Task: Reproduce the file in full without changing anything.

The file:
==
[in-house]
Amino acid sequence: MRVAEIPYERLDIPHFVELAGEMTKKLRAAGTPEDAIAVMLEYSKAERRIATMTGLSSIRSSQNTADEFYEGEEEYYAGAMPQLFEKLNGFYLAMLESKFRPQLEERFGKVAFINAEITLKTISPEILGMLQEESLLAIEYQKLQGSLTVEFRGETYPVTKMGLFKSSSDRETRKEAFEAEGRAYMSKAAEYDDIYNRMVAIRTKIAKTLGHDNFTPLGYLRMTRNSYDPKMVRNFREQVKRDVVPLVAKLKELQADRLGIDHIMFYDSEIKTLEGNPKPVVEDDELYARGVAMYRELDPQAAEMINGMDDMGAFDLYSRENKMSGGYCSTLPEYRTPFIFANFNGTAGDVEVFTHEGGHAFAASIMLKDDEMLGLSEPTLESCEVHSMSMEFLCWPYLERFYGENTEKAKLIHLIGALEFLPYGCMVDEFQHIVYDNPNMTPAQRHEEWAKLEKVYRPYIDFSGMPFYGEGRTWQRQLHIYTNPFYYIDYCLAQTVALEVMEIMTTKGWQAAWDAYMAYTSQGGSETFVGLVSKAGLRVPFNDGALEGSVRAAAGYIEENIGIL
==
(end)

[in-house]
Amino acid sequence: MRVAEIPYERLDIPHFVELAGEMTKKLRAAGTPEDAIAVMLEYSKAERRIATMTGLSSIRSSQNTADEFYEGEEEYYAGAMPQLFEKLNGFYLAMLESKFRPQLEERFGKVAFINAEITLKTISPEILGMLQEESLLAIEYQKLQGSLTVEFRGETYPVTKMGLFKSSSDRETRKEAFEAEGRAYMSKAAEYDDIYNRMVAIRTKIAKTLGHDNFTPLGYLRMTRNSYDPKMVRNFREQVKRDVVPLVAKLKELQADRLGIDHIMFYDSEIKTLEGNPKPVVEDDELYARGVAMYRELDPQAAEMINGMDDMGAFDLYSRENKMSGGYCSTLPEYRTPFIFANFNGTAGDVEVFTHEGGHAFAASIMLKDDEMLGLSEPTLESCEVHSMSMEFLCWPYLERFYGENTEKAKLIHLIGALEFLPYGCMVDEFQHIVYDNPNMTPAQRHEEWAKLEKVYRPYIDFSGMPFYGEGRTWQRQLHIYTNPFYYIDYCLAQTVALEVMEIMTTKGWQAAWDAYMAYTSQGGSETFVGLVSKAGLRVPFNDGALEGSVRAAAGYIEENIGIL